Study: COVID-19 Increased Pregnancy Stress


A study of Chinese women found COVID-19 heightened stress, fear, and depression during pregnancy.

Pregnant women experienced increased fear and depression during the coronavirus disease 2019 (COVID-19) pandemic, according to a new study published in the Journal of Clinical Nursing.

The COVID-19 pandemic has caused over 900,000 deaths and there has been over 28 million cases worldwide, according to the World Health Organization. The pandemic has reportedly increased overall stress, anxiety, and depression.

The study included 331 pregnant women in China without COVID-19. In February 2020, participants completed an online questionnaire on their mental health. The questionnaire asked about isolation, the participants’ health, and their fears for their children.

The survey results showed that 83.1% of participants indicated they were mostly worried about “potential infected people were unprotected and non-isolated.” The health of their baby was the next most common concern, with 78.6% of participants fearing “self-infection could affect the health of their baby.”

More than half, 56.2%, feared “they themselves becoming infected and being isolated.” Investigators found that COVID-19 increased pregnancy stress, whereas a sense of security decreased it, according to the study.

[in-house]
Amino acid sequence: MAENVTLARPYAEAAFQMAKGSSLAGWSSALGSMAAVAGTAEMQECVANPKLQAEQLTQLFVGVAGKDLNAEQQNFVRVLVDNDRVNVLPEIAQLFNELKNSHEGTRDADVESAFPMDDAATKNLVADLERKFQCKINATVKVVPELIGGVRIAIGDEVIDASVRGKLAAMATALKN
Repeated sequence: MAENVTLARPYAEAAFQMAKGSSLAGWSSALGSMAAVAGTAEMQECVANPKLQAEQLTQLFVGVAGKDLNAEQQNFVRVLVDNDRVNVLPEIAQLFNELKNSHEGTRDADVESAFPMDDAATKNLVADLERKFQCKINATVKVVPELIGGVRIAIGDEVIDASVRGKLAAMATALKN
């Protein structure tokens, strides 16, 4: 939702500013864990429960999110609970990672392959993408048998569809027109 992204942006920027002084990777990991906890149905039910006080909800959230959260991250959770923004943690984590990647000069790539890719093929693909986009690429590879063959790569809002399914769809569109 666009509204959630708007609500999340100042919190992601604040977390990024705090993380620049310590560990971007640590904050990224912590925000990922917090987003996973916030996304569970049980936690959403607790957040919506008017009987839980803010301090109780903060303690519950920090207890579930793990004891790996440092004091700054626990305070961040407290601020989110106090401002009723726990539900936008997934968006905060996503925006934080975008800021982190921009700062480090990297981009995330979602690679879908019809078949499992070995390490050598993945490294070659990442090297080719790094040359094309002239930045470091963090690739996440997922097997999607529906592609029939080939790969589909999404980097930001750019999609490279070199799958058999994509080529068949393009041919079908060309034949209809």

"If a pregnant woman is diagnosed or suspected of COVID-19 infection, it may induce different degrees of psychological stress such as fear and anxiety, which would not be conducive to the mother's or child's health…It is essential for the health staff to build trust with pregnant women and their families, and to communicate accurate information to them during COVID-19 outbreak," co-author Xiu-Min Jiang, RN, said in the press release.

Clinicians should evaluate pregnant women’s psychological responses and provide them with the appropriate guidance, according to the study. Health care providers should aim to provide methods to enhance pregnant women’s sense of security during the COVID-19 pandemic, the study concluded.


Pregnant women's psychological health during the COVID-19 outbreak [News Release] September 10, 2020; Fuijian, China. Accessed September 14, 2020.

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